Gottfried Heinwein is an Austrian-Irish contemporary visual artist, best known for his photorealistic paintings, but he also does photography, drawings, installation and performances. He is a conceptual artist, concerned primarily with cultural, historical issues and political topics. As a result, his work is often considered provocative and controversial. In one of the big halls of Albertina his art finds a great, uninterrupted place – it is very important for him in order to enable people be emotionally connected with his works. It’s hard not to be: the paintings do not leave anyone cold; they are disconcerting, intriguing and gut-wrenching.
He has a special relationship with Albertina, which he refers to almost like a home. He had early exhibitions in the museum and his retrospective was one of the most visited shows of the institute attracting more than 250 thousand visitors. He donated seven of his artworks to Albertina, including the “Pink Mouse 2”, which is also displayed now.
He has loved cartoon characters since childhood. As a child, these figures symbolised a kind of heaven made in America. Since then, his perspective has changed a lot: “But America is not that innocent anymore. We know about Abu Ghraib. We know about war crimes. We had Nixon and Bush. My pictures of Donald Duck changed. There’s still something likeable about them. But at the same time, they also have something scary and threatening about them — an air of monstrosity”. In 2000, the San Francisco Museum of Modern Art dedicated an entire exhibition to Helnwein’s shift, entitled “The Darker Side of Playland: Childhood Imagery from the Logan Collection”.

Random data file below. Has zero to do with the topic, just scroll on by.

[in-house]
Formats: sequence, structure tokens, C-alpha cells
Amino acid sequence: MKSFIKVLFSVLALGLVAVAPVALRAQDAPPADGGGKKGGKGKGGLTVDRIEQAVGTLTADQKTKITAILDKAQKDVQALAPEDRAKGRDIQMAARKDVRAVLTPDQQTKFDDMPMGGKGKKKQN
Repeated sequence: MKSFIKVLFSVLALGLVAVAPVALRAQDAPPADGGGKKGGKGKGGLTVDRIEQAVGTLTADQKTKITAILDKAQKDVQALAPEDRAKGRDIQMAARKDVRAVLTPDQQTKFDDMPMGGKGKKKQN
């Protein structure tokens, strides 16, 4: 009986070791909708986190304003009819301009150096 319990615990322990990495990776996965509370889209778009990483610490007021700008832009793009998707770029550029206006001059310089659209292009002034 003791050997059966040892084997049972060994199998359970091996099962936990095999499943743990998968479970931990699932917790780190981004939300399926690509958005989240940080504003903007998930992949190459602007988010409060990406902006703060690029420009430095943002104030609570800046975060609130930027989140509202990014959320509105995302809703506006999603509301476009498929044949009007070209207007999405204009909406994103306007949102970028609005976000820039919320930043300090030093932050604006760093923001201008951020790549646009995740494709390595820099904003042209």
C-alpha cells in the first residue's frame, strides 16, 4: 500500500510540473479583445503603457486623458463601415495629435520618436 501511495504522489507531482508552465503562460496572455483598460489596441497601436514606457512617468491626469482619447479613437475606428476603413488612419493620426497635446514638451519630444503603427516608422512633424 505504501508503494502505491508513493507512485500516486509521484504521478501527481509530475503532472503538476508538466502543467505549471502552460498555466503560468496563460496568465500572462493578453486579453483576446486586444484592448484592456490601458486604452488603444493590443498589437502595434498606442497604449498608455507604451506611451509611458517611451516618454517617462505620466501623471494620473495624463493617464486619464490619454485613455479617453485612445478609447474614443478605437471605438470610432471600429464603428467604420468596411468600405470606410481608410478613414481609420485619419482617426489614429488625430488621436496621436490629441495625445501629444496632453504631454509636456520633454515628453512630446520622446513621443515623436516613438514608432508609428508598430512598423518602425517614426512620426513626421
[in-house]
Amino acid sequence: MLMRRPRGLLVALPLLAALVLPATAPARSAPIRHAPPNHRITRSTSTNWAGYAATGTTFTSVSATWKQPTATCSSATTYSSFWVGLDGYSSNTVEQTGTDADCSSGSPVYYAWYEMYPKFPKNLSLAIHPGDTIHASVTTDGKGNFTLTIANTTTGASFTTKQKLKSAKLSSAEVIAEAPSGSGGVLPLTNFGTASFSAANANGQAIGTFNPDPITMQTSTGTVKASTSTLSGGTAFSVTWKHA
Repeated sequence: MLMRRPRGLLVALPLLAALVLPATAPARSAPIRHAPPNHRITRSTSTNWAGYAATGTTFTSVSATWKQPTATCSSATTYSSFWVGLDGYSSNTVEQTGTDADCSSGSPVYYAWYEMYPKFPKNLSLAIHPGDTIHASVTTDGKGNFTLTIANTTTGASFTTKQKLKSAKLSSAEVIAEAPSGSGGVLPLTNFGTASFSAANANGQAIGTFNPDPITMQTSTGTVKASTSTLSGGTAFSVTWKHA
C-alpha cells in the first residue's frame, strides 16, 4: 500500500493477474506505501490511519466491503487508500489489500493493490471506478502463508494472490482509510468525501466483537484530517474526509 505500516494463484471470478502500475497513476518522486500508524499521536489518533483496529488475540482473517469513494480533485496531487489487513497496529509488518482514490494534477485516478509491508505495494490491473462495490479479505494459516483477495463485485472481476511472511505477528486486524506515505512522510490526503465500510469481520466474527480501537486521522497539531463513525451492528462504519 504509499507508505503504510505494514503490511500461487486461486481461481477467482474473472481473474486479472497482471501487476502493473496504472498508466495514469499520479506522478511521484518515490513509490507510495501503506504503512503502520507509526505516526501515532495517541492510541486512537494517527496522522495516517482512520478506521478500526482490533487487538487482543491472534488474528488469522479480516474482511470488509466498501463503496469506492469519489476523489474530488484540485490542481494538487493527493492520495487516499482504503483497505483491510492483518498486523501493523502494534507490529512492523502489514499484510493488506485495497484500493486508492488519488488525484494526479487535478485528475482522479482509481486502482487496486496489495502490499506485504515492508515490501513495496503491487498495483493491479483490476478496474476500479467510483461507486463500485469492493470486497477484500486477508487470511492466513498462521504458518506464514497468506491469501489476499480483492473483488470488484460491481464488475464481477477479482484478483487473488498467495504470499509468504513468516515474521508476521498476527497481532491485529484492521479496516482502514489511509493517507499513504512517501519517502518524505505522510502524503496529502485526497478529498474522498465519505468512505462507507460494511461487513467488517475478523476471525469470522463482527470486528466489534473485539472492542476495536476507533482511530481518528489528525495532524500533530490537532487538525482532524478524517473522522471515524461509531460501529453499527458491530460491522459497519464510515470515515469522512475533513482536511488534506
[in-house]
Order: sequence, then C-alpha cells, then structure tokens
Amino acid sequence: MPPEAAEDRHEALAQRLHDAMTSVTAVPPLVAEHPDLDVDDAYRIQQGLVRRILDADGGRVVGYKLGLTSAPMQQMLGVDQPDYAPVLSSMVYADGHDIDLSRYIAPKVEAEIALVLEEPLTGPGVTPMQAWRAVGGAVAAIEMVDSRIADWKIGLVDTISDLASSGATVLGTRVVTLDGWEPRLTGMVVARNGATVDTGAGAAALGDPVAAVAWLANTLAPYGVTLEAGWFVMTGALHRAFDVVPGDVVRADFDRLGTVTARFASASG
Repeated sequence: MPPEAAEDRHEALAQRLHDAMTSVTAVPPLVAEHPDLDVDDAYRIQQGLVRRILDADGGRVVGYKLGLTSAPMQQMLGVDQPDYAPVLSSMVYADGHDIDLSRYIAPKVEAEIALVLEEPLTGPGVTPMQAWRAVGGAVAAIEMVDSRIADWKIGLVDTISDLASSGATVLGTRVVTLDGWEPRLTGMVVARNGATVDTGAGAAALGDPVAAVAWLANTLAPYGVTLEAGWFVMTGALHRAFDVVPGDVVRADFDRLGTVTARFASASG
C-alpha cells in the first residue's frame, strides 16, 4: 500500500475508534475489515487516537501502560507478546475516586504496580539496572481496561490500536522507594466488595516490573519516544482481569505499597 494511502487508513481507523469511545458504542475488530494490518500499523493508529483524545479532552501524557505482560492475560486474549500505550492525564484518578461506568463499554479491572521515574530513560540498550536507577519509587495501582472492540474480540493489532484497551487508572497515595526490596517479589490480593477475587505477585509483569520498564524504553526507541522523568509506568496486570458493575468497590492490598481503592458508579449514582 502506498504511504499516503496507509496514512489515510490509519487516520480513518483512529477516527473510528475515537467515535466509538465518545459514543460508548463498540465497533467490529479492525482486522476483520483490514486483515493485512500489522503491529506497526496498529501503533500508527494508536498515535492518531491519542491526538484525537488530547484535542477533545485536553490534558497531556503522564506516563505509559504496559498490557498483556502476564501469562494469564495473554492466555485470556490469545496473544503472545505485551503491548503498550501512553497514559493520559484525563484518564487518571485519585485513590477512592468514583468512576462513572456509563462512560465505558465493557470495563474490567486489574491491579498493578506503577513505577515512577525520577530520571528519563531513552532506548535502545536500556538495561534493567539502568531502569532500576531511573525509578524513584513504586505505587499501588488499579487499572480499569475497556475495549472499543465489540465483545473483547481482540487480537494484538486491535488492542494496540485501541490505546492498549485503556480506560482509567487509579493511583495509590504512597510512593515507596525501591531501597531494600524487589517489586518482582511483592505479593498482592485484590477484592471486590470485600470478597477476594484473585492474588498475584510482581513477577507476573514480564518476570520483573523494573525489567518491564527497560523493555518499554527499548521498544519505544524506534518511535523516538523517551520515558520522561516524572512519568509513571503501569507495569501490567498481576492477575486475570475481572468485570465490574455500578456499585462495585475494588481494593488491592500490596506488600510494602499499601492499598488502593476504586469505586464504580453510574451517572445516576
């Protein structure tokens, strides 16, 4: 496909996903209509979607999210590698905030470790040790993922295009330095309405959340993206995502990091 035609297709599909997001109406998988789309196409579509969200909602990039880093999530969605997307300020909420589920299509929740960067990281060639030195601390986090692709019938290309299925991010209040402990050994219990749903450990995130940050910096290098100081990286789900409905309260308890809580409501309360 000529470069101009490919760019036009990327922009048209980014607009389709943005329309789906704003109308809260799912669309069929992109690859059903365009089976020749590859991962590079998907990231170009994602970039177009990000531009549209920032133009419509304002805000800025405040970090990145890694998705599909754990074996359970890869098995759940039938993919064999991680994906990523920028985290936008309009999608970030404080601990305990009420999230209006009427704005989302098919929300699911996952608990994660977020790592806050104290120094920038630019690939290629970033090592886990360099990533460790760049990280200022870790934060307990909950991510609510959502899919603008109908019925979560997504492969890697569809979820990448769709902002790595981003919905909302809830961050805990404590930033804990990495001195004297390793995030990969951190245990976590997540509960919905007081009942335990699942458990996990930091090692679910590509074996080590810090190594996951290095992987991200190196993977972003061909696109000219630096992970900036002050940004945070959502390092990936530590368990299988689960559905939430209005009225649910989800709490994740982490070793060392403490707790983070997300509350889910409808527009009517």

The 55 exhibited artists include famous American artists, such as Andy Warhol (an influential figure in contemporary art and culture and almost synonymous with Pop Art), Roy Liechtenstein (one of the first American Pop artists to achieve widespread reputation), Jack Pierson (known for his photography and collages about the Golden Age Hollywood), Tom Wesselmann (Pop artist active in painting, collage and sculpture) or Alex Katz.